Ikaruga - How to Separate Death by Colors

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Ikaruga is a shoot-em-up (shmup) title designed by Treasure and produced by Atari. The game was first released as an arcade, then ported to the Dreamcast, Gamecube, and most recently as a download on XBox Live Arcade.

Ikaruga is a curtain-fire style shmup, which is to say there are many bullets in intricate patterns on-screen; with the added dynamic of polarity. You can align your ship to light or dark, and absorb bullets of the color whose affinity your ship matches. Bullets of the opposing affinities will destroy your ship. The way the game manages to challenge you despite being able to absorb at least half of the bullets on-screen at any given time is impressive, with consideration to clever level design and beautifully scripted bullet patterns.

It's easy to forget which affinity I am on the fly.
It's easy to forget which affinity I am on the fly.

Graphically speaking, the game feels dated by modern standards, but it's still visually appealing. The bullet patterns in battle are often less elegant than other Shmup titles, but the level design and other aesthetic elements make up for it during normal level progression.

Unlike most other top-scrolling Shmups, Ikaruga has elaborate level designs, which provide a sort of haven from the usual elements found in games like these. Because of this, it provides unique gameplay that is refreshing to progress through in regard to design elements and atmosphere.

As well as level design, Ikaruga uses the polarity system interestingly. Because the entire game is polarity-centric, there is a lot of strategy involved with how the player progresses through the level. The enemy's polarity also deals a large part in how players may need to approach the game from a strategic standpoint. It's a great mechanic that performs well, and doesn't make the game too easy.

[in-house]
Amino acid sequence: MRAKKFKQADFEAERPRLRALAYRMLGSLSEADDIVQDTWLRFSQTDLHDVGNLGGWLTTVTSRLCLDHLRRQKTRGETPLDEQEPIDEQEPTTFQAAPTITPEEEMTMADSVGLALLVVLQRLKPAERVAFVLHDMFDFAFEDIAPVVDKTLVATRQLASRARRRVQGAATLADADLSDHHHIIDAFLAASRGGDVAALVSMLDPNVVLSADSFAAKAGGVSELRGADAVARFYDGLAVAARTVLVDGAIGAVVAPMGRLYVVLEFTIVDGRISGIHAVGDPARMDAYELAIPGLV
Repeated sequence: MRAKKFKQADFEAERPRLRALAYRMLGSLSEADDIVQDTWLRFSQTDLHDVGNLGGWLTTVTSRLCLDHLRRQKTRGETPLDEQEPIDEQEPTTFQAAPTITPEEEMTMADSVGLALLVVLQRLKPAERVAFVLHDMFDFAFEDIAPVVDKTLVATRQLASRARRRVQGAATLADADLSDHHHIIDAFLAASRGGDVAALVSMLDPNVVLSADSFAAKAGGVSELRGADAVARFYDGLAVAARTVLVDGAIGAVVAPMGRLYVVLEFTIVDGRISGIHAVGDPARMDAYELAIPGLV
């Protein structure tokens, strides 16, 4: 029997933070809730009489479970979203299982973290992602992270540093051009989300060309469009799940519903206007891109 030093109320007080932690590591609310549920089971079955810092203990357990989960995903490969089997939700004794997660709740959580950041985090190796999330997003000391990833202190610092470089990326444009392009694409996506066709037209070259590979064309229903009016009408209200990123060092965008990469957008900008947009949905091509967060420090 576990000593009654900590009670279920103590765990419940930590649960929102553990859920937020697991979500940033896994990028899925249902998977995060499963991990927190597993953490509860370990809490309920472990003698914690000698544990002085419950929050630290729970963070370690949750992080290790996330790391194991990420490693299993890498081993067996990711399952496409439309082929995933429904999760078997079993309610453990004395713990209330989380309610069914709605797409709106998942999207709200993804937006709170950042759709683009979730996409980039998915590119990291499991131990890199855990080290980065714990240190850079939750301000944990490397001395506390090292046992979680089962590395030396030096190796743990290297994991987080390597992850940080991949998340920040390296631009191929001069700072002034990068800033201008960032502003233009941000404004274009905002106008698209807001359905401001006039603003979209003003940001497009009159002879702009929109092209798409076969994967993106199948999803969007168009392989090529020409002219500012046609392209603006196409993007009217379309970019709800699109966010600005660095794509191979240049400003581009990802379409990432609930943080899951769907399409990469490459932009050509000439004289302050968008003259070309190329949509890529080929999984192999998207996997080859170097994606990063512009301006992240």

Co-Op provides another interesting layer of gameplay.
Co-Op provides another interesting layer of gameplay.

The music is very fitting for this game. It's in my most highly rated soundtracks for gaming, and certainly lends something beautiful to the play experience. The sound is sometimes whimsical and sometimes tense, which works well with the light and airy feel of certain levels as well as the harder, grittier combat sections.

Although, this game can be frustratingly difficult. Even after many hours of practice, simple mistakes and extremely challenging situations can make even millimeters the only distance between you and death. Despite this, the difficulty is never quite enough to make it worth quitting, but will be frustrating.

Simply put, Ikaruga is not for everyone. There's almost no way to play Ikaruga casually, so it's all-or-nothing. The difficulty makes this a strange title to recommend because there's so much opinion variance from player to player. The difficulty curve is also rather steep, which challenges the player's patience many times throughout the experience.

Bottom Line: It's a great game that has many fantastic concepts behind it, a strong following, but it isn't the type of game that many casual gamers will enjoy.

Recommendation: Rent it/Download the Demo. That's not to say it isn't worth keeping or playing in full, but it's a game that appeals to a niche-community. If you like shmups, then don't hesitate to buy this game immediately.